While obviously the 3DS is primarily a gaming device, it also offers a variety of other distractions, including the ability to take 3D photos, browse the Internet, and play music. Perhaps unsurprisingly at this point, none of these really end up being worthwhile. The biggest disappointment of course is the 3D photos. They absolutely work from a technical perspective, but with such a weak camera they can never be more than a novelty. Indeed, even many cell phones have cameras that are miles ahead of the 3DS.
To be fair, the Internet Browser is an improvement over its DSi counterpart and works well for simple things like checking email, but the lack of flash is a disappointment. While it may be unreasonable to expect Nintendo to add 3G to the 3DS, the fact remains that any moderately powered smartphone is going to be a better choice for internet on the go. And to its credit, the 3DS does fare better as a music player, complaints with the interface aside it seems to perform adequately if perhaps underwhelmingly. Noticeably absent however is the ability to watch 3D movies. Nintendo has been silent about this ever since the 3DS was revealed at E3'10, so for now I guess we'll have to stick that into the ever growing pile of Nintendo's empty promises.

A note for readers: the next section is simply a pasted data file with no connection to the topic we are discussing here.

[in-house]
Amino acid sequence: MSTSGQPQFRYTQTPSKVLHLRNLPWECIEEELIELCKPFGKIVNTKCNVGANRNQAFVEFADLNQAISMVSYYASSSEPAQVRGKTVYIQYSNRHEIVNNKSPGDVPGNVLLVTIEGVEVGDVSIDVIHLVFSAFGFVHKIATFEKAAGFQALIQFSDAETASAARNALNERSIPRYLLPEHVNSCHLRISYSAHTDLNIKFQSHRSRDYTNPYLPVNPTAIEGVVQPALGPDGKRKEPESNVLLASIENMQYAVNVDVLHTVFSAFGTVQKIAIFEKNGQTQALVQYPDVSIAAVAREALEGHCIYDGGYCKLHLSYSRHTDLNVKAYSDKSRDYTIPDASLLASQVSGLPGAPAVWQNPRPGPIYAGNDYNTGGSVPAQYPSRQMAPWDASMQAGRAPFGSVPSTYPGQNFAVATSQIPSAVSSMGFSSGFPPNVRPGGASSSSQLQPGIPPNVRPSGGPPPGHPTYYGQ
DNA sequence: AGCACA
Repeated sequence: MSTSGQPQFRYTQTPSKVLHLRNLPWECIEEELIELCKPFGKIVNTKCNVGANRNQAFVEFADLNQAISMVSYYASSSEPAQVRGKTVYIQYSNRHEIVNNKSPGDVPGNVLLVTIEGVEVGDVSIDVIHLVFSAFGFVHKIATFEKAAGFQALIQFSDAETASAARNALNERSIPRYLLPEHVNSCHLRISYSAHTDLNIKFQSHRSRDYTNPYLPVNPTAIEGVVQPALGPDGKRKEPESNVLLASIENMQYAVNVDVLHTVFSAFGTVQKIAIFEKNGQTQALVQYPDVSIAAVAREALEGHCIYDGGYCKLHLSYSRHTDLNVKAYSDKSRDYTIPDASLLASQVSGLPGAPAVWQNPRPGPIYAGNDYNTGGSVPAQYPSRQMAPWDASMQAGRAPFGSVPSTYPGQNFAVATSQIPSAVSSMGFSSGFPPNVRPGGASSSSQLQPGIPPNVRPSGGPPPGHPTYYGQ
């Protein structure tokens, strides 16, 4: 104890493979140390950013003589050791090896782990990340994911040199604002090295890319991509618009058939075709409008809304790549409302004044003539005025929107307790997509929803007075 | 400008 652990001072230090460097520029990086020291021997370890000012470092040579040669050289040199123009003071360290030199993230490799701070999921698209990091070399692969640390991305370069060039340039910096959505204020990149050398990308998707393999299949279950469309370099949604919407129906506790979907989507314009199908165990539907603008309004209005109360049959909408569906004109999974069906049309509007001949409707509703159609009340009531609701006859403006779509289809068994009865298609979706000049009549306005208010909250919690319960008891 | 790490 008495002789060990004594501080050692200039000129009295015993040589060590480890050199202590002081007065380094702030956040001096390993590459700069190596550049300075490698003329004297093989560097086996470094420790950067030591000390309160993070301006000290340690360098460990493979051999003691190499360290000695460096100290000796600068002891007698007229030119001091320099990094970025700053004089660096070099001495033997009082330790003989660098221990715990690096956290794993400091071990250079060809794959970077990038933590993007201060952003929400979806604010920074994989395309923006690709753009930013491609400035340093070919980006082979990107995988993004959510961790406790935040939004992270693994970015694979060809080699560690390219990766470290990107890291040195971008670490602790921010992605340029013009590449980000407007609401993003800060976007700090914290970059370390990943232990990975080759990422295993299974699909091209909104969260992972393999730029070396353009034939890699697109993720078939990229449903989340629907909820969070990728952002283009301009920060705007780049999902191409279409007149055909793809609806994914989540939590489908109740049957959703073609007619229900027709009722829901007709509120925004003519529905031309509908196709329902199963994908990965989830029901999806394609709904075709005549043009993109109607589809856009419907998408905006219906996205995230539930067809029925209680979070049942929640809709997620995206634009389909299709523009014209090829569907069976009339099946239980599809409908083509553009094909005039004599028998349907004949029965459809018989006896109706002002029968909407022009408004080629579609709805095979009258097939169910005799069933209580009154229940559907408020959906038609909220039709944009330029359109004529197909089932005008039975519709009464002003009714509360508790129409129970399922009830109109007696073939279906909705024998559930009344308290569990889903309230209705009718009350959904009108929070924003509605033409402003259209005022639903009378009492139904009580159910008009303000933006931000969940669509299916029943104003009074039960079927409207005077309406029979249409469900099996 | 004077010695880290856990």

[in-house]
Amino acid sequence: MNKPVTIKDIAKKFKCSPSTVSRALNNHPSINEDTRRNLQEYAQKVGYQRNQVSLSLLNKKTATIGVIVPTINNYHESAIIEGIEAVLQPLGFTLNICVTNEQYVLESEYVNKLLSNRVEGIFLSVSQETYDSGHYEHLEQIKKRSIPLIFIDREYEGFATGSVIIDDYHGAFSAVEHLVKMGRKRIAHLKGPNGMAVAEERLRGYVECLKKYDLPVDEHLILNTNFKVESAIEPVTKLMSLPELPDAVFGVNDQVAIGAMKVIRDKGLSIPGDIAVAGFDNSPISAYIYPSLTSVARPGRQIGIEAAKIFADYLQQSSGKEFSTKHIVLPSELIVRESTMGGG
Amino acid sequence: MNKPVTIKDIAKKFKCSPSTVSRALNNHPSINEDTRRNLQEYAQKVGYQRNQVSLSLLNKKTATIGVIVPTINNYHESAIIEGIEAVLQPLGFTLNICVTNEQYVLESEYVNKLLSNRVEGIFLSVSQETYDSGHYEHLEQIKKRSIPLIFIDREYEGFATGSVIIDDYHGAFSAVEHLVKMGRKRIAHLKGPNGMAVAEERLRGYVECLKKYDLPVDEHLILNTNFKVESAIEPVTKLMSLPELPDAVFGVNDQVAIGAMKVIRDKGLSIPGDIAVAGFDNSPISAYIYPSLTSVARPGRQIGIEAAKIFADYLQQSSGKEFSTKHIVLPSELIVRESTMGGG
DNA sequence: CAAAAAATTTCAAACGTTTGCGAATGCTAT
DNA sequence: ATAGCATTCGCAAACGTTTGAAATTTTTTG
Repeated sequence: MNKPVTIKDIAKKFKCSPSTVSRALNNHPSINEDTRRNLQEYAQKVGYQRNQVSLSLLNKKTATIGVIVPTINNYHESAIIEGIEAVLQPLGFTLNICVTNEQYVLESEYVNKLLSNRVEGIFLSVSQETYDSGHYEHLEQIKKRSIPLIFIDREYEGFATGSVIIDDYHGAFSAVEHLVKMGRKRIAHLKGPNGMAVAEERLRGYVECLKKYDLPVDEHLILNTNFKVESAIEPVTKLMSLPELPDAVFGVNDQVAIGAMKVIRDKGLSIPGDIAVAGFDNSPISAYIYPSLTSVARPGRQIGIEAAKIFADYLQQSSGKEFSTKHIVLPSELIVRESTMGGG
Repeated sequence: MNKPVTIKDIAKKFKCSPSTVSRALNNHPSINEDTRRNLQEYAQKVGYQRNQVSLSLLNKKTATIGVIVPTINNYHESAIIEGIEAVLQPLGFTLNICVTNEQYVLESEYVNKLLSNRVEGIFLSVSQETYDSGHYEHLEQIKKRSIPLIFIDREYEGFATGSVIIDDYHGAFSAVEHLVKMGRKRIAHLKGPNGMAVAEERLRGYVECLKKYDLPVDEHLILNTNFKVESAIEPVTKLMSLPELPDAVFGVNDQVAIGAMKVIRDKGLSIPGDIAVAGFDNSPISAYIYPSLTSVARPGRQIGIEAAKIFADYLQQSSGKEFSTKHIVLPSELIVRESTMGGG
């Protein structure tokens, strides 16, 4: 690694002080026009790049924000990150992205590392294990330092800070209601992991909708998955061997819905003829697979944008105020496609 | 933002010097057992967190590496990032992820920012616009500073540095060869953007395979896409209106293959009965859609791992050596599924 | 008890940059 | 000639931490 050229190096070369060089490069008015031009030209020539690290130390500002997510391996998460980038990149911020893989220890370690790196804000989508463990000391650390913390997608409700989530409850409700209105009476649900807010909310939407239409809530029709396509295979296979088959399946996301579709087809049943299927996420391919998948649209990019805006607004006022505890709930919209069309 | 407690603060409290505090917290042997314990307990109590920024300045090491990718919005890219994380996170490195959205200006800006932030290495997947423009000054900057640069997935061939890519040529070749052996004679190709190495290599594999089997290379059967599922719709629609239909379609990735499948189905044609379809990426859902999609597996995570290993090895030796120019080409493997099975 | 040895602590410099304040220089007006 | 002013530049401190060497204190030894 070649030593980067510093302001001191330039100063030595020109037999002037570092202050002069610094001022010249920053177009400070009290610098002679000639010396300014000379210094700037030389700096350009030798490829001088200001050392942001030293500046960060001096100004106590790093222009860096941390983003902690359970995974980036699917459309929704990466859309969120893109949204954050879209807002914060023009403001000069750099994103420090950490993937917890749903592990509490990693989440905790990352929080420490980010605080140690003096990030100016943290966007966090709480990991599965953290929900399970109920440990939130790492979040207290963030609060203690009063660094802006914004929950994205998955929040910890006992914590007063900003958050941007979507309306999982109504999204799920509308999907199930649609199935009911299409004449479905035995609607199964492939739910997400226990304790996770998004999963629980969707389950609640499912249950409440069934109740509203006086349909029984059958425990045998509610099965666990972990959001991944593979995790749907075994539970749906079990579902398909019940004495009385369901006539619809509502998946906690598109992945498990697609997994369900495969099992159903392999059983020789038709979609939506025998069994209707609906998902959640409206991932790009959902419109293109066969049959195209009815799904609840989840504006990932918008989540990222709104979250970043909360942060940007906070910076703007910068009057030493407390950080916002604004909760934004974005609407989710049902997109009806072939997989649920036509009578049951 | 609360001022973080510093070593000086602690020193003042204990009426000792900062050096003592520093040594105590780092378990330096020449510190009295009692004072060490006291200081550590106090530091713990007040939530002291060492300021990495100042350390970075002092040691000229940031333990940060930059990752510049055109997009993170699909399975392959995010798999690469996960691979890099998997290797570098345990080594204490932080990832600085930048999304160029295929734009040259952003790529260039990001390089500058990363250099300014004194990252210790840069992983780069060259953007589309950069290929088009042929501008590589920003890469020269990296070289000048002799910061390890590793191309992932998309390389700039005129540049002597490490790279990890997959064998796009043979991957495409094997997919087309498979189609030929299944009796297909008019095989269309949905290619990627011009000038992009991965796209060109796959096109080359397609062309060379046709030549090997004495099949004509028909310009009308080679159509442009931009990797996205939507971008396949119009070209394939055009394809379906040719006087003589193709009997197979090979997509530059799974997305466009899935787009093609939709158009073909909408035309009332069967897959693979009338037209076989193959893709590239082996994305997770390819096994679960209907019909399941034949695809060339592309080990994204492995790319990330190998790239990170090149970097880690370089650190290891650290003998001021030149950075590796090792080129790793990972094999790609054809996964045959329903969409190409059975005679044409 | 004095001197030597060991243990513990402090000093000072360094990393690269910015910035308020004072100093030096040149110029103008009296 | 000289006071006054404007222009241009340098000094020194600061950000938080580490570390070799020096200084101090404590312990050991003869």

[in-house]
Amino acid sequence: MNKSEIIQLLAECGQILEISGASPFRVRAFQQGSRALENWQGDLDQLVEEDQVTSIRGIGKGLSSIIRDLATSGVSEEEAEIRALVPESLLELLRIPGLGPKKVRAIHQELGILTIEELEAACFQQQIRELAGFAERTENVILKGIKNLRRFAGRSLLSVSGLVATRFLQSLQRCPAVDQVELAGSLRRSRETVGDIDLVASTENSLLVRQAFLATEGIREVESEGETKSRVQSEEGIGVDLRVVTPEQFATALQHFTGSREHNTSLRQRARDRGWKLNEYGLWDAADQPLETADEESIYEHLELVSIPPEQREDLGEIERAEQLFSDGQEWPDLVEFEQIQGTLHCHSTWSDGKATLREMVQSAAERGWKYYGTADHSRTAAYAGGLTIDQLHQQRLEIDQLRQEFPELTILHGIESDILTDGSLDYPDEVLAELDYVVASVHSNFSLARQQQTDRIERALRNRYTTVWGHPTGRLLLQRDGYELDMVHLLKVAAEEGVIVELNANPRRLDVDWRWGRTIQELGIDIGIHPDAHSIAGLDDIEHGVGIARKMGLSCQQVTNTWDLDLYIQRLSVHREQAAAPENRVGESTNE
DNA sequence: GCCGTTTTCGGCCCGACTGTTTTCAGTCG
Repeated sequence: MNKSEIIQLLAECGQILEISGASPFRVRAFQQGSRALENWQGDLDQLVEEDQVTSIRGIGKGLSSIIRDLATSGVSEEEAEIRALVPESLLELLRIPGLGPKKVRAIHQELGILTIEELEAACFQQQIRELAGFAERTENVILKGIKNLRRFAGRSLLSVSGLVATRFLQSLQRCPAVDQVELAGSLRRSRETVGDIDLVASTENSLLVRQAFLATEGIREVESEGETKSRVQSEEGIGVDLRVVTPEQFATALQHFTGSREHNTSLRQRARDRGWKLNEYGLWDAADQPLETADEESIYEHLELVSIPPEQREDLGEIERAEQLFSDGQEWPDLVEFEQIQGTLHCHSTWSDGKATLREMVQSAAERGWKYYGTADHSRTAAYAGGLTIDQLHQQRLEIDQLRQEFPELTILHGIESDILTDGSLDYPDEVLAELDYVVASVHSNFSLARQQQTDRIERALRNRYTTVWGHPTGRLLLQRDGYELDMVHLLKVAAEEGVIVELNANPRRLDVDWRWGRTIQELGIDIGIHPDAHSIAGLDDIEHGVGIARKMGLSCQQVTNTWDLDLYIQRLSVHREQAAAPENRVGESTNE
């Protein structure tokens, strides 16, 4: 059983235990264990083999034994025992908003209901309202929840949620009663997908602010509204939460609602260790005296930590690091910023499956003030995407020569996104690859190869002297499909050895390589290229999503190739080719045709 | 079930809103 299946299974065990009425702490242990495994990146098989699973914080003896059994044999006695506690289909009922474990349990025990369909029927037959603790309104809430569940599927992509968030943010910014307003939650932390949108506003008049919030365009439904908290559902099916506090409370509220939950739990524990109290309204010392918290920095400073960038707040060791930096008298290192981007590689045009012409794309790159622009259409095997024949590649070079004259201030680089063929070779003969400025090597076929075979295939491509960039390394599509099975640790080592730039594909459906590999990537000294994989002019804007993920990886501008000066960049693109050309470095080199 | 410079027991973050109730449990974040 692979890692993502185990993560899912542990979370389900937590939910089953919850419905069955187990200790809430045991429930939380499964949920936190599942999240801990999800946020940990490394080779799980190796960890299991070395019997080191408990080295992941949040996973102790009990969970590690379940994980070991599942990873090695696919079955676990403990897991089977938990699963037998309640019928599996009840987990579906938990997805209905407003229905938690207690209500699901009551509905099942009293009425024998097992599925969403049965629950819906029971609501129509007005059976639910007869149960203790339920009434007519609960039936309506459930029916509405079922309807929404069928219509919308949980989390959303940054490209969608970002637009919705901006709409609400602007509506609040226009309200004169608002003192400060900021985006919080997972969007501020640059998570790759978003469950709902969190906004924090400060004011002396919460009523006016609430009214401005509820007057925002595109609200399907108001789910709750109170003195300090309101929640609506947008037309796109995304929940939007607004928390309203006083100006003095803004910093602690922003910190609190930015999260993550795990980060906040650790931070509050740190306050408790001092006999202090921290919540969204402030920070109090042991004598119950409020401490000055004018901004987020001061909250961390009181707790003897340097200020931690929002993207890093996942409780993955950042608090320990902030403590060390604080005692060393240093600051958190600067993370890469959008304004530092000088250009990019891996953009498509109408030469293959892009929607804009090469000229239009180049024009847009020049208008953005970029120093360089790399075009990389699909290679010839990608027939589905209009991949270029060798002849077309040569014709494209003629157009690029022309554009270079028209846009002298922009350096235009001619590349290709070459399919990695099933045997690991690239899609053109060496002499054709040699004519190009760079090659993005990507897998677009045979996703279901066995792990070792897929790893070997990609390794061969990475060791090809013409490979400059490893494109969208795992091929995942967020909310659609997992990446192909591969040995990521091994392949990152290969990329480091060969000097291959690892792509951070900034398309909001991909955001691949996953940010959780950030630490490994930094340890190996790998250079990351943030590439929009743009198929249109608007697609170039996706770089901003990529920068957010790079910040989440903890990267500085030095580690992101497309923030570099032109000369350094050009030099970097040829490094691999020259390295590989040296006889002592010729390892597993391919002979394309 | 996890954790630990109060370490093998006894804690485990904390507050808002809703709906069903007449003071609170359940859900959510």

Central to the online experience for any 3DS owner is the eShop. In almost every single way it is an improvement over the DSi version, but it suffers from one crippling flaw. The payment system for all of Nintendo's eShop adventures has been horrible, requiring users to purchase points in set intervals instead of just letting us pay for the games directly. As bad as that is, they've somehow managed to make it even worse here.
Before, tax for the transactions were handled when you bought your points, so a 1200 point game would come out of the 2000 points you bought earlier, leaving you with 800 points that could be used to purchase another title. Not so for the 3DS. Now tax is applied after you buy your points, so if you add $10.00 and buy an $8.00 game, you'll now be left with $1.32 that you can't do anything with. I can't help but feel this is some sort of scam. If a game costs $12.00, why can't I just give you $12.00? Most uncool, Nintendo.
Perhaps the worst thing about it is that even conceptually the 3DS is flawed. The 3D effect is nice, but it essentially undoes all the positive effects the original DS had on gaming. While admittedly the DS' bottom screen was rarely used creatively, when it was the results were fantastic. The lack of 3D coupled with the apparent lower processing power makes the idea of putting the main image on the bottom screen a laughable one. I don't see highly unique experiences such as The World Ends With You, Kirby: Canvas Curse, and Phantom Hourglass working well on the 3DS, and that's a shame.
As I said, the 3DS has everything it needs to be a successful system. It looks like it's going to have a great holiday lineup and at $169.99 it's a much better buy. Indeed, many of my complaints can be fixed with the inevitable "3DS lite" or even system updates. That said, I can't help but wonder if the 3DS was a mistake.